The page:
As for the delivery medium, I don't think this is a problem at all. Dolby Digital is already a very well established and effective low bit-rate surround sound carrier. The 'stereo plus steering' method being advocated by MPEG is also an interesting alternative, and something very similar is in use for experimental surround sound radio broadcasts in parts of the USA.
But for me, the obstacle that we must overcome is not how to deliver the material to the end user (there are already lots of systems that can achieve that very practicably), but how to produce believable, stable surround images. And I think that means a head-tracking mechanism of some sort, and the associated HRTF processing.
We'll have to wait and see what technology can deliver to make this happen in the years to come, but I would urge today's musicians and technicians to capture their music with future surround sound applications in mind to maximise their opportunities.
I was appalled to read in your May 2007 Logic technique article that Apple expect users to re-purchase the entire Logic product in the event of a lost XSKey. Your author offered justification for this policy by comparing it with the loss of a hardware synth, but I think this is a totally unreasonable comparison. If I buy a hardware synth, I own it. However when I purchase software (Logic included), I only own a licence to use it, the disc(s) it came on and, if I'm lucky, some printed documentation. Payment is primarily for the intellectual copyright.
Not only did I pay for the use of my copy of Logic, I also registered the purchase, so Apple should have my user details, making the issuing of a replacement key a simple and inexpensive process. Given that USB RAM sticks with built-in MP3 players can be bought for less than 20 quid in your local supermarket, for Apple to charge even $89 for a replacement key is seriously taking the mick. It's not as if the risk of theft is a problem; Apple could easily nullify any reported lost XSkey, thus preventing anyone from registering a stolen copy of Logic with that key (much like a bank would do with a lost credit card).
Surely the whole point of the dongle (and registration, to a lesser extent) is to prevent people from ripping off Apple, not to provide Apple with the opportunity to rip off its paying customers.
I was interested to read the Sounding Off discussion between the Performing Right Society (PRS) and Paul Farrer [SOS July 2007]. But I was amazed at the Society's opening statement: "broadcasters use more music than ever before, and this has significantly reduced the amount of money that a music minute is worth". It seems totally unbelievable that anybody can justify such a remark. Why do the PRS not insist that the TV production companies or broadcasters pay per use? It's like going to a petrol station and saying, "two gallons of petrol please; tomorrow I will have three gallons, but I'll still pay for two".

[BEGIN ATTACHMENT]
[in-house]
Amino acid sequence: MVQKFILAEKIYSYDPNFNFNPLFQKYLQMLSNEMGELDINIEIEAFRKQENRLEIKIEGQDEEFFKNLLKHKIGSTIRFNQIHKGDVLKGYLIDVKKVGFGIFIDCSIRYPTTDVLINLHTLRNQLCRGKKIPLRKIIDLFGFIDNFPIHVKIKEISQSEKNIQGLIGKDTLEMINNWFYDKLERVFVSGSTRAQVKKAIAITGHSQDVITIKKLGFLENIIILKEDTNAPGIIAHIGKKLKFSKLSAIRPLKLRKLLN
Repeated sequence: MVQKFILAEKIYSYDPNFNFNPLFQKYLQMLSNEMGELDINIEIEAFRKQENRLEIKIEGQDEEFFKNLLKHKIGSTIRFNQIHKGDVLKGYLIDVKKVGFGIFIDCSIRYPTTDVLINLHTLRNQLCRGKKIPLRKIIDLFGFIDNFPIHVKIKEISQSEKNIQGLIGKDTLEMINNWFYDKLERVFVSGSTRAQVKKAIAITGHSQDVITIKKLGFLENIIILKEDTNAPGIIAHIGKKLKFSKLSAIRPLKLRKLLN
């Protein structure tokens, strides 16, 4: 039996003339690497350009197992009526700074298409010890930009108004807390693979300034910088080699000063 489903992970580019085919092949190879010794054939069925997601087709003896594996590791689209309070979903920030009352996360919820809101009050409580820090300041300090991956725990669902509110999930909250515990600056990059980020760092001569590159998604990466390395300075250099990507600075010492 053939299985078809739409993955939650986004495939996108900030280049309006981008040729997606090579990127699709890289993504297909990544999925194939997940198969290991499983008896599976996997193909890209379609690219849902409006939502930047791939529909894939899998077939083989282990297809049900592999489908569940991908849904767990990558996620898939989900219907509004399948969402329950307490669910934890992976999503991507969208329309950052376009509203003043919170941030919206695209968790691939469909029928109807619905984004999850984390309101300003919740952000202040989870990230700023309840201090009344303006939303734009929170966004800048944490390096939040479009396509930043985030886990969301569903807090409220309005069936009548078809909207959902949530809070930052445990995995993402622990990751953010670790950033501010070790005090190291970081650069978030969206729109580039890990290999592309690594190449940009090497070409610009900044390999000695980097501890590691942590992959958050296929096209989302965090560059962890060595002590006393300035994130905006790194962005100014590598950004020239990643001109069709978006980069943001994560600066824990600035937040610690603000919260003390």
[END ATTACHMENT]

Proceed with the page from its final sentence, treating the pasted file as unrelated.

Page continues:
I love Sounding Off — it's the first thing I read when I open a new issue. I agree with Oli Freke's argument in SOS August 2007, but it's just a shame that his opening statement about two of the pioneers of electro music is wrong. After all, both Klaus Schulze and Peter Baumann played acoustic kits in Tangerine Dream, and the seminal self-titled Kraftwerk album used acoustic percussion. True, both bands eventually eschewed the acoustic kit in preference to electronic replacements, and that reinforces Oli's argument, but it's a shame he didn't present it as such.
A great edition: keep up the great work on what is undoubtedly the finest recording magazine in the world. That is no mere sycophantic statement, as I make a point of reading all English language recording magazines.
News Editor Chris Mayes-Wright replies: Thanks for your kind comments about the magazine. Your email was one of the many we got in response to Oli Freke's 'In techno, the machine rules...' Sounding Off article from our August issue, in which the author laid out his objection to the use of acoustic drum kits in electro music. Due to the controversial views in the piece, many comments that we received were very strong indeed. A few readers were even dissatisfied that we'd allowed the piece to run at all.
But of course Sounding Off is the ideal place to air views such as Oli's. It is an opinion column open for contributions from any reader or industry figure, providing the quality of writing is up to scratch. It's a place to stimulate, spark debates and pose questions (hypothetical or not) to fellow SOS readers, with the potential to make changes to the way we in the music technology industry go about our business, work-based or otherwise. As the small black box on each Sounding Off page states, we encourage you to submit your Sounding Off articles to the editorial department, either by writing to us using the address in the front of the magazine, or using the email address email@example.com. We look forward to all your submissions.